Monday, February 14, 2011

Advanced Placement test fees due

If you've got a high school student taking the Advanced Placement tests, you've probably already paid your $87 per course fee. If not, consider this your last-minute reminder, because the fees must be paid no later than tomorrow. Students must turn in complete payment or a fee waiver by then, according to CMS. Waivers can be granted for low-income students.

CMS used to pay the fees for parents, but due to the budget cuts this year, parents are on their own. CMS says in this FAQ that it's saving $1.4 million by cutting money for AP and International Baccalaureate fees from its budget. Fees for students taking more than one of these college-credit courses can really add up, causing headaches for families already struggling with layoffs and pay cuts. One student wrote the paper to say his family's paying $621 for five IB exams this year. He said he was considering sitting out his two AP exams to save money.

As a parent who just shelled out about $188 (plus online "convenience fees") for two AP tests for my daughter, I must say I was a little miffed to think parents in previous budget years didn't fork over the same amount. On the other hand, I don't even want to imagine how much the same classes cost in the UNC system. So, I suppose it's still a bargain.

Have you paid your fees yet? What do you think of CMS' policy of not paying them?

42 comments:

Anonymous said...

The $188 would pay for one of the same classes at a community college, but the books would be extra. You say you're miffed at the price, but you don't even mention the possibility of your child attending a community college for two years before entering the UNC system. It would save you a lot of money, but it doesn't seem to be a consideration. Why not?

Anonymous said...

I will admit that we benefited quite a bit from CMS's previous policy of paying for AP exams, as my youngest son took many AP courses. My older two sons did also, but because we then lived in a different school system we paid for all of their exams--didn't occur to us that the fee should be the responsibility of the school system. In fact when we moved here we were very surprised to hear that CMS paid for these tests, as this is not a common practice in most places in the U.S. If I'm not mistaken CMS was the only system in the state that paid for exams, but apparently we were also the only system in the state that required all AP students to take the exam in order to pass the course. I wonder if that requirement has been dropped? For what it's worth, CMS had a pretty low pass rate on those exams because of this requirement. Other systems, like Wake, had a higher pass rate because apparently only students who felt well prepared were taking those tests.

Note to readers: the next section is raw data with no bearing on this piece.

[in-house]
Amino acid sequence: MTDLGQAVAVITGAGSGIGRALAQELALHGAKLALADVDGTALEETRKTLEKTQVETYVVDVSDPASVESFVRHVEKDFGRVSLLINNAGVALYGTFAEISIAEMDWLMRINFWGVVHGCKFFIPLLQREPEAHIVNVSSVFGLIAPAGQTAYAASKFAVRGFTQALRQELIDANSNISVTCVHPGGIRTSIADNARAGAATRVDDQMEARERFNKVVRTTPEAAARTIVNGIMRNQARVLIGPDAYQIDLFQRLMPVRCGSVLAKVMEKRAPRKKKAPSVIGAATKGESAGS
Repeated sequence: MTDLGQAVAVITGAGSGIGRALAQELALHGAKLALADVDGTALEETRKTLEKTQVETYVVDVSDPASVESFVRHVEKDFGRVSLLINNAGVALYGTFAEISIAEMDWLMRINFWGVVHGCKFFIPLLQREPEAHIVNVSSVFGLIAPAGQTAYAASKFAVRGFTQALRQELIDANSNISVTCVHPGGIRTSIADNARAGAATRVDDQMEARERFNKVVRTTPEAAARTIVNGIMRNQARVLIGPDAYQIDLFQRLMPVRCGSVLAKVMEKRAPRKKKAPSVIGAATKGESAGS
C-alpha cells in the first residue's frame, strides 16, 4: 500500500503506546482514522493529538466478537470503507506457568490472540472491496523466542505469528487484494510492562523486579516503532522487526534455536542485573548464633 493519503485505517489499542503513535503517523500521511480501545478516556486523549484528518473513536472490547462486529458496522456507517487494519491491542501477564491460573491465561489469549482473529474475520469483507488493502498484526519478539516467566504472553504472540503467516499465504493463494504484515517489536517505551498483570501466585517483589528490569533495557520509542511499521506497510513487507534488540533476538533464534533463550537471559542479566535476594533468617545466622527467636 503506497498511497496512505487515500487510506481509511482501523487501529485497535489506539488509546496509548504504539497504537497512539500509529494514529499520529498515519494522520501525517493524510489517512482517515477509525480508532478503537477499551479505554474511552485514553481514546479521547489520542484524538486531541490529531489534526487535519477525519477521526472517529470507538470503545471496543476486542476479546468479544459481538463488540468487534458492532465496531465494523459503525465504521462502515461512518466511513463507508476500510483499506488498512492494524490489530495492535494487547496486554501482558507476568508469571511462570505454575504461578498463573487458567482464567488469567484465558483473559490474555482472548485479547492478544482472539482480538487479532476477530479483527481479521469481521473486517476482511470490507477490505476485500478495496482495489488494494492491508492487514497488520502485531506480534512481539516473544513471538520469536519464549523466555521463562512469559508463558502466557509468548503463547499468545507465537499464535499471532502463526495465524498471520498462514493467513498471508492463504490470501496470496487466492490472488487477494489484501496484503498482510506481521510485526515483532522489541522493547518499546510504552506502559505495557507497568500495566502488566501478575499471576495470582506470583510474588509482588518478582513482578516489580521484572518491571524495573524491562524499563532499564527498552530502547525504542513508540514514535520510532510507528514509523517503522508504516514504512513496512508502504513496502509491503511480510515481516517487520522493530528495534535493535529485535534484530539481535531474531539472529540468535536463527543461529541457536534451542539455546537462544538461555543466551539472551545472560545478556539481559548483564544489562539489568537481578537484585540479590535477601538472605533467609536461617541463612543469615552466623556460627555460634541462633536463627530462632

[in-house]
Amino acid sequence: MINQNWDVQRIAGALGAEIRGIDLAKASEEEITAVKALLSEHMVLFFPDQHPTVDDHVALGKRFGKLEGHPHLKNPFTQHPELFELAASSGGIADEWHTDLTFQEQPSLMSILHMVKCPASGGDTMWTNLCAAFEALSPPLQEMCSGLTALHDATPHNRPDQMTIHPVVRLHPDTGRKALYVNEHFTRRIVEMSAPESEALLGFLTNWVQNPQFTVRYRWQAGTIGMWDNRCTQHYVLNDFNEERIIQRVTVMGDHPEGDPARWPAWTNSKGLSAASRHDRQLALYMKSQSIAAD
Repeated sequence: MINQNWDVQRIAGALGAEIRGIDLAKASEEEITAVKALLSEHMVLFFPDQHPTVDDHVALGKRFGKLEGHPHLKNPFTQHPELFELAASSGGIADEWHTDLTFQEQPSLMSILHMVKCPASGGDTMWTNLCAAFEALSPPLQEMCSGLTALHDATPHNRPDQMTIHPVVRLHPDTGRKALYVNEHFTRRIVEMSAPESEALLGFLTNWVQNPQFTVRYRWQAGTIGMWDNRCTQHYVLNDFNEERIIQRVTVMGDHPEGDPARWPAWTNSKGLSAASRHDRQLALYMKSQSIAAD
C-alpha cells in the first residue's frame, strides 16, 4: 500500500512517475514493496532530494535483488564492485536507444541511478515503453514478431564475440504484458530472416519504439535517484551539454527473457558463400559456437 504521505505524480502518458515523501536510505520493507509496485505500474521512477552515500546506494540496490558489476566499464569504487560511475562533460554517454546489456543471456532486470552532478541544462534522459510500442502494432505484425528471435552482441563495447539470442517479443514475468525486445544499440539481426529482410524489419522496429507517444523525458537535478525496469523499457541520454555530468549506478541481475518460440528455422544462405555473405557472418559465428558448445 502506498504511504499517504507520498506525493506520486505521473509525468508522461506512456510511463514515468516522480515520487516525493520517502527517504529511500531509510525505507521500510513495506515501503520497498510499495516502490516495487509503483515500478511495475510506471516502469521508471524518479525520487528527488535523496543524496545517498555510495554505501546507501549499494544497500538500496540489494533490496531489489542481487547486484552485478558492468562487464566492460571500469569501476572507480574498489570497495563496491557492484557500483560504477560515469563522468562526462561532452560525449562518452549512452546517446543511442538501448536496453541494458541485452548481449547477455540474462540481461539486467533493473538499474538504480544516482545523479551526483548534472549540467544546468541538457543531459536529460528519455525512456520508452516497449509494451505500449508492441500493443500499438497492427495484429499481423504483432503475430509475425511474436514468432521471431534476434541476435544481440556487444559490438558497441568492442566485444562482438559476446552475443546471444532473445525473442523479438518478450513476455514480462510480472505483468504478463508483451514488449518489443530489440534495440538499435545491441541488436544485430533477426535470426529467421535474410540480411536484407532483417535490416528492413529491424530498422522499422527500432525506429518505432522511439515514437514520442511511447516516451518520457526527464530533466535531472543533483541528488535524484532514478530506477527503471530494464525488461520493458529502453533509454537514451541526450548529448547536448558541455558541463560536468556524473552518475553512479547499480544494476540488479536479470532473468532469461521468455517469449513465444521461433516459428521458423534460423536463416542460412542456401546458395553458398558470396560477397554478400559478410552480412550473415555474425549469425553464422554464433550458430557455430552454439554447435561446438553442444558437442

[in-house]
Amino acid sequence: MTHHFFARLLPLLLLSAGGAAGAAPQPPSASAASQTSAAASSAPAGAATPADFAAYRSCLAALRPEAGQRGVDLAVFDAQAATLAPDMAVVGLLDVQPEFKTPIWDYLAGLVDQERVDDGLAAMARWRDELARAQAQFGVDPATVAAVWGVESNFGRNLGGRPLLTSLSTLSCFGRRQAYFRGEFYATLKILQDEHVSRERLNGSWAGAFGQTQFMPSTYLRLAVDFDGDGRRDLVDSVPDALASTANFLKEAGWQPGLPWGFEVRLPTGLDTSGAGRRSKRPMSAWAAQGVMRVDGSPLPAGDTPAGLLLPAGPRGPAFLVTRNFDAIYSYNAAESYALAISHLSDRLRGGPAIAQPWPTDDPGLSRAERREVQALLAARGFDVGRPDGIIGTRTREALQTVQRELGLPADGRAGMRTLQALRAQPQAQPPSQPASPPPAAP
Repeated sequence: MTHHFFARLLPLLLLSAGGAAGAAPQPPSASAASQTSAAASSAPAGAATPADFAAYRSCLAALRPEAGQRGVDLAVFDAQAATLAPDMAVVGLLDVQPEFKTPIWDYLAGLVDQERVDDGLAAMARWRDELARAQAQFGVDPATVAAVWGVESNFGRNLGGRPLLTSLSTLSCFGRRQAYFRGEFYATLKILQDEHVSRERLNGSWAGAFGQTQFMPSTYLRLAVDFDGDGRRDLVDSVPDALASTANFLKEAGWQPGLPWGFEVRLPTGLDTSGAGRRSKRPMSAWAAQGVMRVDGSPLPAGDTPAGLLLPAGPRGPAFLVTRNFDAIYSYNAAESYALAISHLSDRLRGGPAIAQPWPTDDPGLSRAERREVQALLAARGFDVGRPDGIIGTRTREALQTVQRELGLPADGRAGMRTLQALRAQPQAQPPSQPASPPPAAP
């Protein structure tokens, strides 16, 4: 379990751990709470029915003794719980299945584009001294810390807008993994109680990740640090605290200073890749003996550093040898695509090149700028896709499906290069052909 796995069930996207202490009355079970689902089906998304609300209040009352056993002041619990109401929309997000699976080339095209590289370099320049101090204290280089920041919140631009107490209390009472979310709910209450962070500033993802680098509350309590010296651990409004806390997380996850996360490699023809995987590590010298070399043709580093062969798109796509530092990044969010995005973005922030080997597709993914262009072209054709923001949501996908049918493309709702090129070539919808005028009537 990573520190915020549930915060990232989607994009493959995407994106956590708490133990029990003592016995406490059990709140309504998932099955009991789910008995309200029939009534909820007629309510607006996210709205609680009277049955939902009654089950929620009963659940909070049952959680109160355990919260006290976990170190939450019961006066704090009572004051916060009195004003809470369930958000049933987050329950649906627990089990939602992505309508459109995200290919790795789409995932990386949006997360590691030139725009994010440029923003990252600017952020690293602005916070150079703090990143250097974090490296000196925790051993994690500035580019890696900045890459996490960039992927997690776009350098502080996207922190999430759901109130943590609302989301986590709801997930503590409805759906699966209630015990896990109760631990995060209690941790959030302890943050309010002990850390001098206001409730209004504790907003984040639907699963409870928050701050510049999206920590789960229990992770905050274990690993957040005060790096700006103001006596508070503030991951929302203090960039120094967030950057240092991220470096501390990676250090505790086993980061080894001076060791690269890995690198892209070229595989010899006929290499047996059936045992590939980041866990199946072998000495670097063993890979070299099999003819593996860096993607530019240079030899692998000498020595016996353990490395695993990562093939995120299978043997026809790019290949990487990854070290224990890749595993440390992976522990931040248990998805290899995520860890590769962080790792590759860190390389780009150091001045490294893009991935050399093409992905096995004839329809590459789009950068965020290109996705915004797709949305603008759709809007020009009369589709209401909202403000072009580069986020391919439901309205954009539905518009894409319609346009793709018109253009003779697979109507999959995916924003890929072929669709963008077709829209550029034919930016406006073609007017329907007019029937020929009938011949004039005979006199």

Eric Frazier said...

Anon 11 a.m: I'd love to consider community college for two years, but that would involve my daughter living at home for two years. The mere idle suggestion of that as an option has already drawn an "Are you out of your mind?!" look in response from her.

Anon 11:32 -- CMS, when it stopped paying for the tests, did drop their policy that prodded kids who took the AP courses to take the AP exams.

Anonymous said...

Eric, would you really want to send your daughter to a community college where she would be taught mainly by part-time instructors? These instructors wouldn't be available to your child outside of class, because they have to leave and drive to another college where they also teach part-time.

Anonymous said...